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Lift all limitations on variables in result builders

Available from Swift 5.8

Paul Hudson      @twostraws

SE-0373 relaxes some of the restrictions on variables when used inside result builders, allowing us to write code that would previously have been disallowed by the compiler.

For example, in Swift 5.8 we can use lazy variables directly inside result builders, like so:

import SwiftUI

struct ContentView: View {
    var body: some View {
        VStack {
            lazy var user = fetchUsername()
            Text("Hello, \(user).")
        }
        .padding()
    }

    func fetchUsername() -> String {
        "@twostraws"
    }
}

That shows the concept, but doesn’t provide any benefit because the lazy variable is always used – there’s no difference between using lazy var and let in that code. To see where it’s actually useful takes a longer code example, like this one:

// The user is an active subscriber, not an active subscriber, or we don't know their status yet.
enum UserState {
    case subscriber, nonsubscriber, unknown
}

// Two small pieces of information about the user
struct User {
    var id: UUID
    var username: String
}

struct SubscriberView: View {
    @State private var state = UserState.unknown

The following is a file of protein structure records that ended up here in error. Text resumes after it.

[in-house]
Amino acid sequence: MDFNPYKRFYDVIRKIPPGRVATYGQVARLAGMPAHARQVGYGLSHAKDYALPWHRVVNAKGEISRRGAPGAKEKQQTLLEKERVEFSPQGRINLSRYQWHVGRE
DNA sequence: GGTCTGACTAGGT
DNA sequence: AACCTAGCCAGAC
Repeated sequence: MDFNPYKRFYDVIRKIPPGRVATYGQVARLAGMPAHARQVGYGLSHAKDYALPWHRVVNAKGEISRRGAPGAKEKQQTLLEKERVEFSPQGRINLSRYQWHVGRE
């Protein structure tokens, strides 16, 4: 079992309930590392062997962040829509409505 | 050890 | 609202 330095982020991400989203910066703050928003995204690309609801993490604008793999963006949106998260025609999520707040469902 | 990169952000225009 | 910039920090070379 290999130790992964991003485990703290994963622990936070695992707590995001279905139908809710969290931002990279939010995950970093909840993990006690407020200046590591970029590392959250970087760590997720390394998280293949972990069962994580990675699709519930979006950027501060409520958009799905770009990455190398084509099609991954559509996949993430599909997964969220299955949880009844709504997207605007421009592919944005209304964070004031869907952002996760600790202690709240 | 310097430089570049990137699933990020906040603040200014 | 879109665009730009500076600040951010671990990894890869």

var body: some View {
        VStack {
            lazy var user = fetchUsername()

            switch state {
            case .subscriber:
                Text("Hello, \(user.username). Here's what's new for subscribers…")
            case .nonsubscriber:
                Text("Hello, \(user.username). Here's why you should subscribe…")
                Button("Subscribe now") {
                    startSubscription(for: user)
                }
            case .unknown:
                Text("Sign up today!")
            }
        }
        .padding()
    }

    // Example function that would do complex work
    func fetchUsername() -> User {
        User(id: UUID(), username: "Anonymous")
    }

    func startSubscription(for user: User) {
        print("Starting subscription…")
    }
}

This approach solves problems that would appear in the alternatives:

  • If we didn’t use lazy, then fetchUsername() would be called in all three cases of state, even when it isn’t used in one.
  • If we removed lazy and placed the call to fetchUsername() inside the two cases then we would be duplicating code – not a massive problem with a simple one liner, but you can imagine how this would cause problems in more complex code.
  • If we moved user out to a computed property, it would be called a second time when the user clicked the "Subscribe now" button.

This change also allows us to use property wrappers and local computed properties inside result builders, although I suspect they will be less useful. For example, this kind of code is now allowed:

struct CounterView: View {
    var body: some View {
        @AppStorage("counter") var tapCount = 0

        Button("Count: \(tapCount)") {
            tapCount += 1
        }
    }
}

However, although that will cause the underlying UserDefaults value to change with each tap, using @AppStorage in this way won’t cause the body property to be reinvoked every time tapCount changes – our UI won’t automatically be updated to reflect the change.

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Other changes in Swift 5.8…

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